Kiribati History

Updated September 9, 2022 | Infoplease Staff
Kiribati Enacts Controversial Legislation


Kiribati's 1995 act of moving the international date line far to the east, so that it encompassed Kiribati's Line Islands group, courted controversy. The move, which fulfilled one of President Tito's campaign promises, was intended to enable Kiribati to become the first country to see the dawn on Jan. 1, 2000, and welcome the new millennium—an event of significance for tourism. In 1999, Kiribati gained UN membership.

In 2002, Kiribati passed a controversial law enabling it to shut down newspapers. The legislation followed the launching of Kiribati's first successful nongovernment-run newspaper. Anote Tong of the opposition party, Boutokaan Te Koaua, was elected president in 2003. He was reelected in 2007 and again in 2012.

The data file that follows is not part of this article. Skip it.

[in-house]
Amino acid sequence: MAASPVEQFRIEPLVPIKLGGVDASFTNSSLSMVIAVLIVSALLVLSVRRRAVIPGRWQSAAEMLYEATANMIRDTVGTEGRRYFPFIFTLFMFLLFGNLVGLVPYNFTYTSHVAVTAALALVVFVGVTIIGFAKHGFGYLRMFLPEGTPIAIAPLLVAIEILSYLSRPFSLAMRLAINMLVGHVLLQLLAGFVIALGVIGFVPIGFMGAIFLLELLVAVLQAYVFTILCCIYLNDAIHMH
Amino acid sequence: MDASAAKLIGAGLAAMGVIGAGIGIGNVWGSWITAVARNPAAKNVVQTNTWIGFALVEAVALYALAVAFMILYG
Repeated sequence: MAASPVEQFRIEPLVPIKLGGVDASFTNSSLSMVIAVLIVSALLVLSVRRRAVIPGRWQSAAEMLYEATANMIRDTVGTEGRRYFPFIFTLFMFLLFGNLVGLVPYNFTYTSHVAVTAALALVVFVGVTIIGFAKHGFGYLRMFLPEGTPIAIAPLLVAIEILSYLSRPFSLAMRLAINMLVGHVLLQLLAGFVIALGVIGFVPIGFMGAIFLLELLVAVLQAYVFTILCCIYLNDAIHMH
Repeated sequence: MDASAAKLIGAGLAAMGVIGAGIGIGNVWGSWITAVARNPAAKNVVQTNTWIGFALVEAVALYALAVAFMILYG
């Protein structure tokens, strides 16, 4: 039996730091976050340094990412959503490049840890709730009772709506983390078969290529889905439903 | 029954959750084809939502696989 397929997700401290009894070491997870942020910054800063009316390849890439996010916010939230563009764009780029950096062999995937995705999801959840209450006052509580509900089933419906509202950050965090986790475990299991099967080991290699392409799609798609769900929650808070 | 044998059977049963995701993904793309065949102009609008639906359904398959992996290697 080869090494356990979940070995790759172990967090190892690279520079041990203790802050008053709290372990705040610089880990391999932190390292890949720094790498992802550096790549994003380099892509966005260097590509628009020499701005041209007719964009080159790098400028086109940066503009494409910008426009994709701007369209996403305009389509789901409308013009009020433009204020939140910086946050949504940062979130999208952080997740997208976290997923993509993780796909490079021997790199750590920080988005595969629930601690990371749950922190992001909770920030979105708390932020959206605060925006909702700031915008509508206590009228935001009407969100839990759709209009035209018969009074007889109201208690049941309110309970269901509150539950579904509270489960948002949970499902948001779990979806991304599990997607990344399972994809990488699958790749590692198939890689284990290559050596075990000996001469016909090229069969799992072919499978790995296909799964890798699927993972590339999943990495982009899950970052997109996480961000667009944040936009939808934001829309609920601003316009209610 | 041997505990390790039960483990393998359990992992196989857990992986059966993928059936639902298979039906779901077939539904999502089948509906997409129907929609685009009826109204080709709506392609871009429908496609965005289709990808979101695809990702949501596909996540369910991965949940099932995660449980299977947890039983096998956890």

Climate change and rising sea levels have threatened the very existence of Kiribati, which consists of 32 low-lying islands that are only about 10 feet above sea level and a mere 1.2 miles wide, leaving little room for residents to retreat from the eroding shoreline. A rise in temperatures, drought, and the attendant depletion of freshwater have put a strain on the economy and the well-being of residents.

As part of a plan for "migration with dignity," President Tong finalized the purchase of 6,000 acres on the Fiji island of Vanua Levu for more than $8 million during the summer of 2014.

See also Encyclopedia: Kiribati .
U.S. State Dept. Country Notes: Kiribati